Rap N’ Roll is the sixth book by Toronto writer and concert presenter Dalton Higgins, and his most unique and different one yet. That is a big statement for Higgins, as anyone who’s read his work at NOW, The Source or VIBE magazine, along with his blogs and tweets can attest. His first book was about legendary MuchMusic VJ Master T, his last an unauthorized but certainly not unqualified biography of Drake, and in between he’s released titles on his favourite subjects: music, hip-hop and fatherhood. Those titles have landed in school classrooms across North America, the Harvard University’s hip-hop archive and the Rock & Roll Hall of Fame’s collection in Cleveland.
This newest volume is a collection of essays on pop culture, music, race, politics and the publishing industry written in Higgins’ rambling digital slanguage and hip-hop-inflected voice. Some pieces are short rants on listening to crickets on a Friday night while waiting for the Leafs and Raptors championships that will never come or the underappreciated literacy and wisdom of the street corner emcee. Others are longer, on subjects of varying importance including the unstoppable force that is the cultural appropriation of black music, even the seemingly un-appropriate-able—reggae, and the life, death and digital reincarnation of books and bookstores.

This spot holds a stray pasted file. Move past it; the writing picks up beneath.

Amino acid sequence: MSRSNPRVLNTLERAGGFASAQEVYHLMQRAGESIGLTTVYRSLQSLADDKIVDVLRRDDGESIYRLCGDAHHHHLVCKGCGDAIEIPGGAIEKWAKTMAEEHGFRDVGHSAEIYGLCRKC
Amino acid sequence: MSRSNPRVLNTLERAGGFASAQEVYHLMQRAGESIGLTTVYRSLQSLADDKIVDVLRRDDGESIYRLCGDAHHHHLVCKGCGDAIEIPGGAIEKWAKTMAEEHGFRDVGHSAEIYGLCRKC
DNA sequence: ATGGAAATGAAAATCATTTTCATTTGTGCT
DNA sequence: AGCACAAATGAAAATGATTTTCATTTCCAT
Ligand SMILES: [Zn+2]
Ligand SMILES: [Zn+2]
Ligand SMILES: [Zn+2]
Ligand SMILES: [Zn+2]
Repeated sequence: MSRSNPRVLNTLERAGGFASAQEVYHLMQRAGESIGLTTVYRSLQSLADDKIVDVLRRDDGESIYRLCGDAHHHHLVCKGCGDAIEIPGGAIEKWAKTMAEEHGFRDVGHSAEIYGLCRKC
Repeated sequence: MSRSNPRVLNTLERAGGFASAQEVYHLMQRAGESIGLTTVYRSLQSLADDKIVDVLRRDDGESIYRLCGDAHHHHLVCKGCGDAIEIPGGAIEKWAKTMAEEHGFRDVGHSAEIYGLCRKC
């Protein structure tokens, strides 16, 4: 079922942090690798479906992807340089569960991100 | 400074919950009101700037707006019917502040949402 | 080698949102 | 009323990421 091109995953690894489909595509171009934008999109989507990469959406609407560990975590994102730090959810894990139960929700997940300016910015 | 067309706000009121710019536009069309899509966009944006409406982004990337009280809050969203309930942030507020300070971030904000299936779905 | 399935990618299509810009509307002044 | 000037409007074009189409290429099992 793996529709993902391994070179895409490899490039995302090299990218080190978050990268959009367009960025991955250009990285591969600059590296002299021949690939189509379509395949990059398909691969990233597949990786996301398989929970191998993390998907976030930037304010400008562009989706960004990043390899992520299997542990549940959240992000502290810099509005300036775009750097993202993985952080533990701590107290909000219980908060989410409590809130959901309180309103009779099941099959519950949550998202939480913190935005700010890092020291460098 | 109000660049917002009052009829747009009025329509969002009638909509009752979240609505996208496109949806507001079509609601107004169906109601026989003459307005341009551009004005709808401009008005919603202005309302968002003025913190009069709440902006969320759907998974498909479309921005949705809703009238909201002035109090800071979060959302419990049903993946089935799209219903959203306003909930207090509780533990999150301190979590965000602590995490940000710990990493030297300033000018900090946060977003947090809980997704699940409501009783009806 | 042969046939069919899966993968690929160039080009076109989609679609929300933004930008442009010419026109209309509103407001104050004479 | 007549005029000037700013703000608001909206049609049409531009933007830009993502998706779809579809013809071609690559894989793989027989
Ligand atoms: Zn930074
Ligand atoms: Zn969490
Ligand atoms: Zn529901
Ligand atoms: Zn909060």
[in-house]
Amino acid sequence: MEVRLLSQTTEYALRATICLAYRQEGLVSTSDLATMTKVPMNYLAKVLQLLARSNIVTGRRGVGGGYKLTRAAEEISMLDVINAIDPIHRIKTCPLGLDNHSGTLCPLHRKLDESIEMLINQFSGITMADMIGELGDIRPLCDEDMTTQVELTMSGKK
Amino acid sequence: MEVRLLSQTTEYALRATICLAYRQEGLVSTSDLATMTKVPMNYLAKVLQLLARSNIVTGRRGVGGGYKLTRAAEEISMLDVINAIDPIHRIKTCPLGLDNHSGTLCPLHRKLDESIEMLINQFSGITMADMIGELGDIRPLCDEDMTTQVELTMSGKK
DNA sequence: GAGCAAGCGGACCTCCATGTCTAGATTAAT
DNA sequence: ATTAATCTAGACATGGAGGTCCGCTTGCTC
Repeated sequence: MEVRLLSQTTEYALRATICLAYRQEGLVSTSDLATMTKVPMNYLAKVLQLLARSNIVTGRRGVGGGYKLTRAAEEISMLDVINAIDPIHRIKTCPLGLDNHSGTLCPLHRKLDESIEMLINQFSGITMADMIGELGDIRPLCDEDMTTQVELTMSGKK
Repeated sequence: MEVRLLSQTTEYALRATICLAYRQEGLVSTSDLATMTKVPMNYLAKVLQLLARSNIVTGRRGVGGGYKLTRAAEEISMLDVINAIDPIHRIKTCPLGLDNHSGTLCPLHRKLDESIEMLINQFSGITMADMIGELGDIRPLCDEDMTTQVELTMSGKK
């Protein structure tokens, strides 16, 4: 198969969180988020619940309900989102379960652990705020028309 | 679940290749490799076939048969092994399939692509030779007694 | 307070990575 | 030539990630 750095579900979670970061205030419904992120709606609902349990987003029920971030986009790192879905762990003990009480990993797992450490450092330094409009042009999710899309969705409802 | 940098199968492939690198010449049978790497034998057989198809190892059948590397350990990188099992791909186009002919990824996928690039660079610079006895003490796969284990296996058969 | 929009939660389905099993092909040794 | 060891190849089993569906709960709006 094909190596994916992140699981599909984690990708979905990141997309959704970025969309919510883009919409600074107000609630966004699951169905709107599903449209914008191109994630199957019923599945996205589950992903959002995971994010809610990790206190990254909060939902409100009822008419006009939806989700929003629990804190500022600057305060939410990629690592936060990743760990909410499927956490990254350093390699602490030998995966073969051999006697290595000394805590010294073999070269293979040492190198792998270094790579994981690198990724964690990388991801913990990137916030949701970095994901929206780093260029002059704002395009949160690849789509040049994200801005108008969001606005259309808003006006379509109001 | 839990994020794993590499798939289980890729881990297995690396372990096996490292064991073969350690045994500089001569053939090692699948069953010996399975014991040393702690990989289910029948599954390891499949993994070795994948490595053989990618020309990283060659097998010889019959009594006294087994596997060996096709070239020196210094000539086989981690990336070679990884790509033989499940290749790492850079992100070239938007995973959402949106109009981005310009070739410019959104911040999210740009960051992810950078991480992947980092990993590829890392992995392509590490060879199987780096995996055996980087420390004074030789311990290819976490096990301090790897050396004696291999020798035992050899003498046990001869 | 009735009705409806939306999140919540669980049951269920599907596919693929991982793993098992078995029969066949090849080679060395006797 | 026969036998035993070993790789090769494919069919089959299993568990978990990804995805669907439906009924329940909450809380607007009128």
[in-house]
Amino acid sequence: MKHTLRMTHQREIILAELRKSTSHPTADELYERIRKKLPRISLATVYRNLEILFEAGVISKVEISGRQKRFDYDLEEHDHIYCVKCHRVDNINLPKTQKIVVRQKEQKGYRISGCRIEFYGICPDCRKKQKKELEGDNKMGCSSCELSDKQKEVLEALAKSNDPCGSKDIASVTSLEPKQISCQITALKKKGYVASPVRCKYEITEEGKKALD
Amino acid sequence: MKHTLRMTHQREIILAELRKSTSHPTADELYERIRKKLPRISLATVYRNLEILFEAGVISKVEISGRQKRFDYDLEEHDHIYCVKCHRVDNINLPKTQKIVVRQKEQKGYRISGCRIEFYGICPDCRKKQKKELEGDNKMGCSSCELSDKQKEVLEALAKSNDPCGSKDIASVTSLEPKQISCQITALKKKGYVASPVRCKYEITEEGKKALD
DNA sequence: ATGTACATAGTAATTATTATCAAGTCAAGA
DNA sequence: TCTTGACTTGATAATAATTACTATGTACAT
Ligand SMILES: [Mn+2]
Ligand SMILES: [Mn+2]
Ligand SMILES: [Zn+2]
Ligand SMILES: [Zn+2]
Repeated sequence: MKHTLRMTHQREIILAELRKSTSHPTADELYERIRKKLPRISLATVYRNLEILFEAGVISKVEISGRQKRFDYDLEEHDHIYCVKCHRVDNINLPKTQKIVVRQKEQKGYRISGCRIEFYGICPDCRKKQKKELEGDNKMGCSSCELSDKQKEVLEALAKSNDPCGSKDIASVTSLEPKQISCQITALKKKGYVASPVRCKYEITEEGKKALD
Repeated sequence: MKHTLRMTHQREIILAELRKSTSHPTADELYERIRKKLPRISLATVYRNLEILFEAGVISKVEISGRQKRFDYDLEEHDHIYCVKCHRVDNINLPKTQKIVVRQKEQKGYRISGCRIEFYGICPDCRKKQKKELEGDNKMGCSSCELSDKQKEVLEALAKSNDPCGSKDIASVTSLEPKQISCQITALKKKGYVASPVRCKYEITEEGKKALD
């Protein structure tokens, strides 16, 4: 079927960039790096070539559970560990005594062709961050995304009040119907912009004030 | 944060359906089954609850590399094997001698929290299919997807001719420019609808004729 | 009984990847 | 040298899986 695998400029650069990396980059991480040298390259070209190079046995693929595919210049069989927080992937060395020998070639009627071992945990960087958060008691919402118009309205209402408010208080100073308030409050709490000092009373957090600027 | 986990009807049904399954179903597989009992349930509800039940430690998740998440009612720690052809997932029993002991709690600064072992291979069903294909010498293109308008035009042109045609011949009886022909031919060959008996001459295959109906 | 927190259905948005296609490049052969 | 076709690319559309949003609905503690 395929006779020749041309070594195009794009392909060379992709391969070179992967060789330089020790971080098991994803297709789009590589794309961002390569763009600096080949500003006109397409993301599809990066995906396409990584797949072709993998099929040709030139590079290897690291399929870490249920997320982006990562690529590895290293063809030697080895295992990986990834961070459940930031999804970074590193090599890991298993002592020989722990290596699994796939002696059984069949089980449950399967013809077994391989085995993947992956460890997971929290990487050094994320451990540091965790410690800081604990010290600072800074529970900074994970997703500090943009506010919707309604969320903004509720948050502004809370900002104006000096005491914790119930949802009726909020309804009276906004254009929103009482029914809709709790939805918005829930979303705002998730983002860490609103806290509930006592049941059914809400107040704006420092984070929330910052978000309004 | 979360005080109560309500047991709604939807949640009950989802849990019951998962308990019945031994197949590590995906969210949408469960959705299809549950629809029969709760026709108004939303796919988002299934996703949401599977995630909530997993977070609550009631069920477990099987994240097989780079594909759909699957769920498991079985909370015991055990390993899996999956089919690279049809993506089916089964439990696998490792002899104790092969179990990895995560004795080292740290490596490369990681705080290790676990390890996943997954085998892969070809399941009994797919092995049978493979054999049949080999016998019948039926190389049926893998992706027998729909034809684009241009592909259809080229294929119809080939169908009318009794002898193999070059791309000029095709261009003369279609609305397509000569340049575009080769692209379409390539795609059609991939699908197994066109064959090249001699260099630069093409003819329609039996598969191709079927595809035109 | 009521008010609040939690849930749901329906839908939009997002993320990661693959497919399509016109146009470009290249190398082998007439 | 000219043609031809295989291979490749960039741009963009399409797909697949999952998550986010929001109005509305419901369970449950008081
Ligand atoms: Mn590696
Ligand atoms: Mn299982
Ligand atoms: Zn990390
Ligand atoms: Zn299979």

Some are hilarious and just plain brilliant. The piece “Hogtown Hack, The Summer of ’98” is about working nine-to-five to the pay the bills because his career as a Canadian hip-hop journalist won’t. The cover letter he pens to potential daytime employers begins, “Because the society in which I live encourages me to prostitute myself to survive, I am here to offer my services to you and your bottom-line, profit-making business…” and is signed “Defeated Dalton.”
In between the meme and music reference-laced diatribes and jabs at the TTC’s slogan—“The Better Way?”—he shares tips and lays out the pros and cons of being a writer for those who want to make a living putting finger to keyboard like him. In “Hey Writer, Who’s Your Target Audience?” he asks, “are you writing for Toronto, or for global audiences?” We could ask Higgins the same thing of this eighty-something page hardcover (also available in softcover), which is full of Toronto people, places and things, always broken down for readers that may not reside in The Centre Of The Universe. As in his previous books about Toronto culture giants Drake and Master T, he’s clearly trying to carry our way of life to the world, and he succeeds, and then some.
Subscribe to the JeffRoulston.com E-mail Newsletter